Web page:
Enzymatic synthesis of supported CdS quantum dot/reduced graphene oxide photocatalysts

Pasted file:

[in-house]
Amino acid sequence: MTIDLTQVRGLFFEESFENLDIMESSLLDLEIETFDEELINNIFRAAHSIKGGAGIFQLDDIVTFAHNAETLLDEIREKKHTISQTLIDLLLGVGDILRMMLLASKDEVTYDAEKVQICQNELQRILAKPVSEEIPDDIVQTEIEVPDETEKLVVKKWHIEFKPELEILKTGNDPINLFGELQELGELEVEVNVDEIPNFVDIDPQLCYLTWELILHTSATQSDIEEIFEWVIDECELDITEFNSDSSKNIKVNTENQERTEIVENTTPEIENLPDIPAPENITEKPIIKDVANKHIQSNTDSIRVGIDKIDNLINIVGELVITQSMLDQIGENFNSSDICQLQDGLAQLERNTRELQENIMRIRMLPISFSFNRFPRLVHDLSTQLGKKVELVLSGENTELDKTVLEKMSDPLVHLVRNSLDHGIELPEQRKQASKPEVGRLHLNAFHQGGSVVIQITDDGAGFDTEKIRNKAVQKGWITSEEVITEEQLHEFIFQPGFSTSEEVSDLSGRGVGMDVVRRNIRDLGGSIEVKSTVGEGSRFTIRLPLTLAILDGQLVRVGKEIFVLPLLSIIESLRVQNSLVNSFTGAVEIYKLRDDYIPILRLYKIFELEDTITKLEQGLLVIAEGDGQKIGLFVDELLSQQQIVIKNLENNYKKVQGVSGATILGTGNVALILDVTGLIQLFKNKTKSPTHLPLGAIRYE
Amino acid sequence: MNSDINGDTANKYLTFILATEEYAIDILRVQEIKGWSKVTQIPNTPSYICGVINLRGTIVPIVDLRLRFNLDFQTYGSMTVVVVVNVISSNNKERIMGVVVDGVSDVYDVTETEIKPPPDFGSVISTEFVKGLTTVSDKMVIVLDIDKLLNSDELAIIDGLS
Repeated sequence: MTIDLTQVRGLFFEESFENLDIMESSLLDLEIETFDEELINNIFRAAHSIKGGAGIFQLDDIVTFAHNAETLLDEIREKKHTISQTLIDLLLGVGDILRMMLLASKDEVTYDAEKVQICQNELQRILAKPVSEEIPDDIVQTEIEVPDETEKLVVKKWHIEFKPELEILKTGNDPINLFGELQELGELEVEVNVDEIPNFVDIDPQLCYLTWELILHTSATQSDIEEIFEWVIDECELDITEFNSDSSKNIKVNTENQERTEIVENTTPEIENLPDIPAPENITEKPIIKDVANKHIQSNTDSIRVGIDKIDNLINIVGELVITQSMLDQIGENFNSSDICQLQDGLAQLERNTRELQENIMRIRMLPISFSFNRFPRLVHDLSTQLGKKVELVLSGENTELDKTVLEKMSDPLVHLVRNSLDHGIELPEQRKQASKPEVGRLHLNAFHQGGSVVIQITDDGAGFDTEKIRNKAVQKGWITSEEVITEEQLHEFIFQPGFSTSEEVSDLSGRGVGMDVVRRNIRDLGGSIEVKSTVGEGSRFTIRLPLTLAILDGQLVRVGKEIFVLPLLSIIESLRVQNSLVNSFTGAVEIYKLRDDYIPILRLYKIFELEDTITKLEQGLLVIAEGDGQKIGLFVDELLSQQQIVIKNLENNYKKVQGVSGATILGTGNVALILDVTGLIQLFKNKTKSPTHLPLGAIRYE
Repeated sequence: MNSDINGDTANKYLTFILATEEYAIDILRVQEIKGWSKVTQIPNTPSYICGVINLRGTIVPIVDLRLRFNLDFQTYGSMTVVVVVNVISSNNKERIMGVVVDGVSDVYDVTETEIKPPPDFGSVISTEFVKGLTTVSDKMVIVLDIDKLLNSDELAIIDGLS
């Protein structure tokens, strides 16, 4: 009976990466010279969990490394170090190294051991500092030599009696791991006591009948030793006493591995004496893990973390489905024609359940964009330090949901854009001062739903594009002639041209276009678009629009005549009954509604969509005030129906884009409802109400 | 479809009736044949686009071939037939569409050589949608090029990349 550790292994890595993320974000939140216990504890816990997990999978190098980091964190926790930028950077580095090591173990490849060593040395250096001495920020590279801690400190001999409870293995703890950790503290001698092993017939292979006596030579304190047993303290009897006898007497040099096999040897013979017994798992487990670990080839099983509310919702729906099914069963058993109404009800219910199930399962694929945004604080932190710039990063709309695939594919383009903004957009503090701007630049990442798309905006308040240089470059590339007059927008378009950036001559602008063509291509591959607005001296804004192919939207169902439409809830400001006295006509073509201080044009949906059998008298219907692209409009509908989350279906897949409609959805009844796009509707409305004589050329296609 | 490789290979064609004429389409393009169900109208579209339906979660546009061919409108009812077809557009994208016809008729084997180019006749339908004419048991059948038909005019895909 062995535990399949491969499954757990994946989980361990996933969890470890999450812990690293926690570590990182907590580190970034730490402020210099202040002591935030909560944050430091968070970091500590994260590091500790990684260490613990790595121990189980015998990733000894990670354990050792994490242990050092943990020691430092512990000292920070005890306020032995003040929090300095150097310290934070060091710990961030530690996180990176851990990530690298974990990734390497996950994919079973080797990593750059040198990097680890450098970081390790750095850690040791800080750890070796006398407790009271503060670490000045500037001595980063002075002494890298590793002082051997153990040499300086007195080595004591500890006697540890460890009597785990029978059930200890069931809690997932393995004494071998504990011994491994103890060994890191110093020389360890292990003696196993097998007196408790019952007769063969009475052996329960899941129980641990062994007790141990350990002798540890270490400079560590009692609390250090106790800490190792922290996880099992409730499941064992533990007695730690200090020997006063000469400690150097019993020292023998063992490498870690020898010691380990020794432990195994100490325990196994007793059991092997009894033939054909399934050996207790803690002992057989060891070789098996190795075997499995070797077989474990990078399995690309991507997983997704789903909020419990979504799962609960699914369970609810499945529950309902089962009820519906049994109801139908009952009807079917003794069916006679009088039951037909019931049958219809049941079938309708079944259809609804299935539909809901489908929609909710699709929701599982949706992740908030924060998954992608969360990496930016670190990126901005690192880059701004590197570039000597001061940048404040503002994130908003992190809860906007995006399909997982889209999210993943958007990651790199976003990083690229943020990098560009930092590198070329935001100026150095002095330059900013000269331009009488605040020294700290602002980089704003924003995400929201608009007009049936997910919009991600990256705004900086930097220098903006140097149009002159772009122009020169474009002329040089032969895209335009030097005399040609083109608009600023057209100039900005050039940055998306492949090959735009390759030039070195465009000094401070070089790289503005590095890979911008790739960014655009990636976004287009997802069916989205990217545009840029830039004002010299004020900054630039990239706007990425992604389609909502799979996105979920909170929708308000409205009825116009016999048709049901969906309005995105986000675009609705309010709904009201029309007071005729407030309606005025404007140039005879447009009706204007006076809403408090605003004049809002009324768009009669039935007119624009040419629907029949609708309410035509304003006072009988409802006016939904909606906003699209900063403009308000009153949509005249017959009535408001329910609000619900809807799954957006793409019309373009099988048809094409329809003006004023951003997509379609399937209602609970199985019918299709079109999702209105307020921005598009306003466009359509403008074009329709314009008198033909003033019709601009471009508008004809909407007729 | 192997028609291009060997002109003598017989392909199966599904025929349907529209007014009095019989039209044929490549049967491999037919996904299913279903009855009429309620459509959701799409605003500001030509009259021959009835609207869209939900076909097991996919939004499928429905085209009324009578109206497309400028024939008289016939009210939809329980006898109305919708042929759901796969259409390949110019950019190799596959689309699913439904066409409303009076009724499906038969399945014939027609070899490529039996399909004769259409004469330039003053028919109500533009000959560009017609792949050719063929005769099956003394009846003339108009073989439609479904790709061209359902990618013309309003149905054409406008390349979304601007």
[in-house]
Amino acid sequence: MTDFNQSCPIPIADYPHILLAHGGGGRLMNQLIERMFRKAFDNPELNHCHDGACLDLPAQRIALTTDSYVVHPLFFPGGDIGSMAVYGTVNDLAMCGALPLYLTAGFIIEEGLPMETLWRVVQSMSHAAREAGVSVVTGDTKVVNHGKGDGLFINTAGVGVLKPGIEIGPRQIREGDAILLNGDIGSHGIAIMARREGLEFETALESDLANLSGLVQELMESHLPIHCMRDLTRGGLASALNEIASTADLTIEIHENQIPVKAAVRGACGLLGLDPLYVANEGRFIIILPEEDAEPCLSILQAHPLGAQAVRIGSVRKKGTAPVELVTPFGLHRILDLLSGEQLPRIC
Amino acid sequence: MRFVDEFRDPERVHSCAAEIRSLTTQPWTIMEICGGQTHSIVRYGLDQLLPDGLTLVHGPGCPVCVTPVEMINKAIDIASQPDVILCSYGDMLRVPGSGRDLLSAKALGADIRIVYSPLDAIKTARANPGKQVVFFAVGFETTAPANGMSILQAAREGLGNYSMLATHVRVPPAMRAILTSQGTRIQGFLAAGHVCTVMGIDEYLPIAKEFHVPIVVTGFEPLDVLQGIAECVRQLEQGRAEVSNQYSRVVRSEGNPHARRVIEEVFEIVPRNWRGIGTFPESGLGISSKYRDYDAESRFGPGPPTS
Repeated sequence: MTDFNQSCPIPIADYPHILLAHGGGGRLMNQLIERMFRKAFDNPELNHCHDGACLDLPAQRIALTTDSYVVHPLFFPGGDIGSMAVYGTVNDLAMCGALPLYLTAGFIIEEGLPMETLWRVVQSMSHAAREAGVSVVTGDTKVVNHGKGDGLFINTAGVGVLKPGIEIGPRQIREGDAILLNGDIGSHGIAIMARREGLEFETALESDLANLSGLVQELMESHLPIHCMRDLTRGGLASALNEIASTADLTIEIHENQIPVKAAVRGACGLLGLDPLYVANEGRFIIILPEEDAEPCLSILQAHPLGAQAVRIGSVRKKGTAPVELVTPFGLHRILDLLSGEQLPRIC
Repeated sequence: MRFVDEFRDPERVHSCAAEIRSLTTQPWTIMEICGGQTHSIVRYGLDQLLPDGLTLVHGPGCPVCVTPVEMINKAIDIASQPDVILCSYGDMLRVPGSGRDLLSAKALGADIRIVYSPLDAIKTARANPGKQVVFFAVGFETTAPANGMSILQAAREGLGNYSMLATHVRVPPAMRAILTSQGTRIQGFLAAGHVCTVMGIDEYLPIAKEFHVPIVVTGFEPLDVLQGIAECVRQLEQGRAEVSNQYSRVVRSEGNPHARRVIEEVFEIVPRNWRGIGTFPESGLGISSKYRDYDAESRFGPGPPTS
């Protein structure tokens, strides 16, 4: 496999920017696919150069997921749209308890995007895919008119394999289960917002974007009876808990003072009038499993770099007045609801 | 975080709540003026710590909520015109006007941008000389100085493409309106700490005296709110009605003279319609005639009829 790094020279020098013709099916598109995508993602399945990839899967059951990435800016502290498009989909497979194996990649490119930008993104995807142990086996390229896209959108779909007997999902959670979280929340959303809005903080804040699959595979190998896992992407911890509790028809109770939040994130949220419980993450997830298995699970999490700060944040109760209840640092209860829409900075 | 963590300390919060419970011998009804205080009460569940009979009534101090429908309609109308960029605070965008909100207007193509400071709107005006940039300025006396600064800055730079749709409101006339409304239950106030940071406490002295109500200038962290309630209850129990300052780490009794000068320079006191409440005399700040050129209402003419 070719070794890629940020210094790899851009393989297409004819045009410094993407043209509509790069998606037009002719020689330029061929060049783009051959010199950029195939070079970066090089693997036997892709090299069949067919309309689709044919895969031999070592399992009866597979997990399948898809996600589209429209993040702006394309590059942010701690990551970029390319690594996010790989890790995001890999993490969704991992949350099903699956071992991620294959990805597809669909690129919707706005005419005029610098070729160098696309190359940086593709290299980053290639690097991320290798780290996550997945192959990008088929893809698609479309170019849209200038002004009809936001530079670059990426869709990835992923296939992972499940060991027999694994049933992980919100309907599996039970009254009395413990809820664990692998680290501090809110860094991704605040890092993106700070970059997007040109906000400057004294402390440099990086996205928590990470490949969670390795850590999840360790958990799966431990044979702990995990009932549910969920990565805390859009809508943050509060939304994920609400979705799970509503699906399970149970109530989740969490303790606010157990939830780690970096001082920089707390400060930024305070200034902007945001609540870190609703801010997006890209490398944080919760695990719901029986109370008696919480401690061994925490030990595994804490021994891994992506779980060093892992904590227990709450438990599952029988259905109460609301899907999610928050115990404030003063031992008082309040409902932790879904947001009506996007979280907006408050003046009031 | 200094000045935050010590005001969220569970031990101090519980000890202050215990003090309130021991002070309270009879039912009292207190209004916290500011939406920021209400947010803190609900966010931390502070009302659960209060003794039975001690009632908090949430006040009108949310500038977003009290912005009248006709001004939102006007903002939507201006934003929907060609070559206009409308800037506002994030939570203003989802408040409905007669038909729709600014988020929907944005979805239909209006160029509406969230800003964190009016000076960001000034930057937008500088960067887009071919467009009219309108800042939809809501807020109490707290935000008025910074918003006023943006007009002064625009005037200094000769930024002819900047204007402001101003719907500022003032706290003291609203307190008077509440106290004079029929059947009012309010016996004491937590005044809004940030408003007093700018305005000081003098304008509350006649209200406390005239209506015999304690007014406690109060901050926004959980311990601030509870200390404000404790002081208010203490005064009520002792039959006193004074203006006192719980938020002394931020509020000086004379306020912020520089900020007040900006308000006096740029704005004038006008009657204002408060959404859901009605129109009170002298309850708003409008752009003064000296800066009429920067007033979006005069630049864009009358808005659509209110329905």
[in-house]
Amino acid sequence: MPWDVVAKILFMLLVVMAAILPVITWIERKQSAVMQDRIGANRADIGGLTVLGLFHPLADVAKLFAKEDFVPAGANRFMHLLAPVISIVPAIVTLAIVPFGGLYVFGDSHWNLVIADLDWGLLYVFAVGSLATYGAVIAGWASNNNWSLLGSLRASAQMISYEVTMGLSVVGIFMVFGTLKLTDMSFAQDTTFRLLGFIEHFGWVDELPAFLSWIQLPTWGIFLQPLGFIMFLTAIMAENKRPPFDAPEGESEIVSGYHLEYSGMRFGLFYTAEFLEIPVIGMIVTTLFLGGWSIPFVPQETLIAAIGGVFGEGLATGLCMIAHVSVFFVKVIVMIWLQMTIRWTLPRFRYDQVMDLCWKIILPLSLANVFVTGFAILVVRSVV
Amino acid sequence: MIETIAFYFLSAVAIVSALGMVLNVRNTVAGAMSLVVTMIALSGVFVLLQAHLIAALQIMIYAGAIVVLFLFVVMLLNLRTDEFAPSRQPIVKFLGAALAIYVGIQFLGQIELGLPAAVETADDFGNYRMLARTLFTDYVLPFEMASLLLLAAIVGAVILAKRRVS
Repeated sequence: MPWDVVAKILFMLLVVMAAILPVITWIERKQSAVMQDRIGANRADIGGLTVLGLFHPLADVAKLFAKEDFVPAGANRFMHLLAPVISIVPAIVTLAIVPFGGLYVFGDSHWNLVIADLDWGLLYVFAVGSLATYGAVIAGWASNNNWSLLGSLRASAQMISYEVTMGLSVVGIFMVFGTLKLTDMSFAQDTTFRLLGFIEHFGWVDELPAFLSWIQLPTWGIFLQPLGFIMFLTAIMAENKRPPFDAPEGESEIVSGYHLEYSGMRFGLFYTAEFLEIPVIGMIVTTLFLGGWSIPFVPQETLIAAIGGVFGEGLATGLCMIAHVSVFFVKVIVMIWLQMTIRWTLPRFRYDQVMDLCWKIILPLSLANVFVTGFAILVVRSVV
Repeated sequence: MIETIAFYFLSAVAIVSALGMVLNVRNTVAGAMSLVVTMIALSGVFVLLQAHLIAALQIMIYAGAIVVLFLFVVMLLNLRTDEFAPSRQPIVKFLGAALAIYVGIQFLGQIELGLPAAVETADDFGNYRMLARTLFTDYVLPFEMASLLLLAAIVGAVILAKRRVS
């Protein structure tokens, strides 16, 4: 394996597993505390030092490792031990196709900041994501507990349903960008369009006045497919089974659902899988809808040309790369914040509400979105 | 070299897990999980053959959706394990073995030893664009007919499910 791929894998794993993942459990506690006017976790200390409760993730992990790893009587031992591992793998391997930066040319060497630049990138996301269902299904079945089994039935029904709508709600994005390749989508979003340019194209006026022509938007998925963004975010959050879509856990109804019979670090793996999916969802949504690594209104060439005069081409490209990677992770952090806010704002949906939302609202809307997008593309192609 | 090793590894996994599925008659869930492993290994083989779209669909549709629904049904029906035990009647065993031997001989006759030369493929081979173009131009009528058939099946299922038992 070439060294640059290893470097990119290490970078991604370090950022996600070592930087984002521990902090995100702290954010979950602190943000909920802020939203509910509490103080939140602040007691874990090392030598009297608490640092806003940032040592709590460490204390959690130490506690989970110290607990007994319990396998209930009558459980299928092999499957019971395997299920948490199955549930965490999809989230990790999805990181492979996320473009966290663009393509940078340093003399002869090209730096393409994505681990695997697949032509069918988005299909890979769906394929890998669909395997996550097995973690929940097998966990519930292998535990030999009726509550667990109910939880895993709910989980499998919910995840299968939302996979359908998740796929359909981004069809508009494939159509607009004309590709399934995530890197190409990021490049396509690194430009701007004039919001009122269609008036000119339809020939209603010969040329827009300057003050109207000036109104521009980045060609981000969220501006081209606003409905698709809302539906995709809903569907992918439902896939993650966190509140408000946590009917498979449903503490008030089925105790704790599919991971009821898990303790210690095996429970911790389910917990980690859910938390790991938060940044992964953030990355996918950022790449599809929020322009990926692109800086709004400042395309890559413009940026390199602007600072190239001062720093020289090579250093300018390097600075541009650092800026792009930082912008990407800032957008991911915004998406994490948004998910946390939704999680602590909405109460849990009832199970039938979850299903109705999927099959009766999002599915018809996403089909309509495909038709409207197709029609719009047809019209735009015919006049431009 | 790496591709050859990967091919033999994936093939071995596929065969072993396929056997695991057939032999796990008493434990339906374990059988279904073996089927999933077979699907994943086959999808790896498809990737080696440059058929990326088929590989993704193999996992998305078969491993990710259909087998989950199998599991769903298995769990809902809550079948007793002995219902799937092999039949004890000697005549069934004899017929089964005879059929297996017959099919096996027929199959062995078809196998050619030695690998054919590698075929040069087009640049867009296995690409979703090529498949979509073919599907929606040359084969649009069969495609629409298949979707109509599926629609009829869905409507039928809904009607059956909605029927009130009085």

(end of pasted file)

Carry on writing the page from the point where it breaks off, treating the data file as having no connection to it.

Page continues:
Photocatalysis is an attractive, sustainable, and potentially low-cost route to capture solar energy as fuel. However, current photocatalytic materials synthesis routes are not easily scaled-up to the magnitude required to impact our energy consumption due to both economic and environmental concerns. While the elements utilized are often earth abundant, typical synthetic routes utilize organic solvents at elevated temperatures with relatively expensive precursors. Herein, we demonstrate the fully biomineralized synthesis of a quantum confined CdS/reduced graphene oxide (CdS/rGO) photocatalyst catalyzed by the single enzyme cystathionine γ-lyase (CSE). The synthesis is performed at pH 9 in a buffered aqueous solution, under ambient conditions, and utilizes the low-cost precursors Cd acetate, L-cysteine, graphene oxide, and a poly-L-lysine linker molecule. CSE actively decomposes L-cysteine to generate reactive HS− in aqueous solution at pH 9. Careful selection and control of the synthesis conditions enable both reduction of graphene oxide to rGO, and control over the mean CdS nanocrystal size. The CdS is conjugated to the rGO via a poly-L-lysine crosslinker molecule introduced during rGO formation. The completed CdS/rGO photocatalyst is capable of producing H2, without the aid of a noble metal co-catalyst, at a rate of 550 μmol h−1 g−1 for an optimized CdS/rGO ratio. This rate is double that measured for unsupported CdS and is comparable to CdS/rGO photocatalysts produced using more typical chemical synthesis routes. Single enzyme biomineralization by CSE can produce a range of metal chalcogenides without altering the enzyme or benign approach, making this an easily adaptable procedure for the sustainable production of a wide variety of important photocatalyst systems.